It’s March Madness — that wonderful time of year when the fans of 67 teams get mad because their hoopsters got knocked out of the bracket, while the fans of 1 team get to go completely berserk and set things on fire.
Back in 1941, the NCAA tournament included eight teams and nine non-televised games. There was no bracket, no Clark Kellogg, and no Vegas odds. Ah, the good old days.
Also, the trophy was way cooler than it is now.
Wisconsin won that year.
They beat Washington State 39-34.
It was the last time the Badgers won the NCAA championship.
My uncle was on that team.
Can you pick him out in this picture?
No, he wasn’t number 35 — that’s the big man, Gene Englund.
Nope, my uncle didn’t wear number 36 either. That’s Johnny Kotz, the tournament’s most outstanding player.
Uncle Morris isn’t in the first row or the second row.
He’s not number 26 in the back row.
In fact, he doesn’t have a number.
My uncle is the guy on the far left of the picture in the suit and tie, standing right behind Head Coach Bud Foster.
He was the team manager.
(At least he didn’t have to wear those goofy socks attached to what looks like knee pads. What in the world?)
My uncle, Morris Bradley, was a 22 year old college student and he was having the time of his life.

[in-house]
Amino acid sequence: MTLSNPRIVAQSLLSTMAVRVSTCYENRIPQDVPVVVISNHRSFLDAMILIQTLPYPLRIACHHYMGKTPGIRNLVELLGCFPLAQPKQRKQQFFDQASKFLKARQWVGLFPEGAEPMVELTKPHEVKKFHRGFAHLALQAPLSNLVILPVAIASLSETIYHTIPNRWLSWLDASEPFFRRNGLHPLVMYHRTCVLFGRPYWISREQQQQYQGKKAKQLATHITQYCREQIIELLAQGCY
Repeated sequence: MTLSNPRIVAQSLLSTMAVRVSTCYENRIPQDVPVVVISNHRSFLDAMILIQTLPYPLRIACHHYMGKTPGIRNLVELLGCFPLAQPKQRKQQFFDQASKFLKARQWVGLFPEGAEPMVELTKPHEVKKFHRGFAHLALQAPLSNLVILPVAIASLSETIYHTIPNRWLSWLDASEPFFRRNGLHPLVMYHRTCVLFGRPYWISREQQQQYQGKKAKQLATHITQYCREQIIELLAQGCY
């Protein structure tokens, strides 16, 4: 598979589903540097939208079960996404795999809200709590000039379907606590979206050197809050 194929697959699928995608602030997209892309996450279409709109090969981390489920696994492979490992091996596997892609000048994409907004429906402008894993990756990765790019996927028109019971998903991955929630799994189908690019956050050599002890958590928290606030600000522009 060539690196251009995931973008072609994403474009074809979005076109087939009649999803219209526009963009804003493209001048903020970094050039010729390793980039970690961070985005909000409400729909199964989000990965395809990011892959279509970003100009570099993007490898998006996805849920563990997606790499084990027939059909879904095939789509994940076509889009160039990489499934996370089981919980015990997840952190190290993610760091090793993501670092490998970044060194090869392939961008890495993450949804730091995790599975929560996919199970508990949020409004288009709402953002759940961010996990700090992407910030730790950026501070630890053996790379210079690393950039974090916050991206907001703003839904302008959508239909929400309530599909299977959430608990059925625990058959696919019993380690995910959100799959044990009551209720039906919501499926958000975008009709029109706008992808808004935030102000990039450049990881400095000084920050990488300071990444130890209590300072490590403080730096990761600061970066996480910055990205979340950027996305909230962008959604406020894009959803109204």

When the team got back to Madison in the wee hours of a rainy March night, they were greeted by hundreds of fans. The champions were given a ride around the Capitol in a fire engine. Unfortunately, the fire engine caught fire so the parade was cut short. A reporter from the Cap Times newspaper quoted my uncle as saying, “Everybody had to pile off, and we were on our own from then on.” So I guess you could say they started a fire in Madison that night.
This year, as we cheer on our teams, let’s tip our hats to the guys on the bench with the water bottles and clip boards. In honor of my Uncle Morris.
Love this post. I did not pick the right fellow in the picture. Your dream might come true! Wisconsin just won over Villanova in the first round!
Thanks for sharing Dinah! It reminded me of how we’re are all part of the body and all have a purpose. Most times I just feel like the big toe, but then I think of how important the big toe really is. It is usually covered up, but it provides so much stability. I think of how beautiful it is when a dancer stands, twirling upon nothing but her big toe. The big toe is often forgotten, until it’s stubbed on something; then it Becomes unforgettable. It takes ALL OF US; no matter how large or small, God knows how important each of us is; and has a plan for each of us… A plan of hope and a future…..
A water boy to some, a loving friend and uncle to others, but IMPORTANT, to our Savior always.
Love this insight Tracy! So true.